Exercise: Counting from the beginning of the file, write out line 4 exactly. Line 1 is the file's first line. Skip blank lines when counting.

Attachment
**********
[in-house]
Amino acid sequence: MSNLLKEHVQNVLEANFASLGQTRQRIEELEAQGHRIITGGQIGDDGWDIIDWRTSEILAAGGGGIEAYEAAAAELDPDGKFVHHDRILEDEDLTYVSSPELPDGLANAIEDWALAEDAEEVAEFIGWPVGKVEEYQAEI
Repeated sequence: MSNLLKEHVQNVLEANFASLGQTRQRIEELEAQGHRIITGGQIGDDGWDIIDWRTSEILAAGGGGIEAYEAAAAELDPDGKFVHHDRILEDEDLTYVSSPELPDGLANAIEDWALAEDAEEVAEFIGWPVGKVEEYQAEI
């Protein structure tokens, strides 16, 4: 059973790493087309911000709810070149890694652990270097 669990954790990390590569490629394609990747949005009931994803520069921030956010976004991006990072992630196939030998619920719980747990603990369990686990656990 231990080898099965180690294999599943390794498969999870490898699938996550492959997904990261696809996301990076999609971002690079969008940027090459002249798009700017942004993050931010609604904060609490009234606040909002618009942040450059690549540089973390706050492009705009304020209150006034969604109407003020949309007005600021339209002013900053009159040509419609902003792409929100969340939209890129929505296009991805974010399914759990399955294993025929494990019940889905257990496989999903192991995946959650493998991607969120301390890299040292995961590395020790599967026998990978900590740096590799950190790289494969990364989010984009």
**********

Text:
């Protein structure tokens, strides 16, 4: 059973790493087309911000709810070149890694652990270097 669990954790990390590569490629394609990747949005009931994803520069921030956010976004991006990072992630196939030998619920719980747990603990369990686990656990 231990080898099965180690294999599943390794498969999870490898699938996550492959997904990261696809996301990076999609971002690079969008940027090459002249798009700017942004993050931010609604904060609490009234606040909002618009942040450059690549540089973390706050492009705009304020209150006034969604109407003020949309007005600021339209002013900053009159040509419609902003792409929100969340939209890129929505296009991805974010399914759990399955294993025929494990019940889905257990496989999903192991995946959650493998991607969120301390890299040292995961590395020790599967026998990978900590740096590799950190790289494969990364989010984009």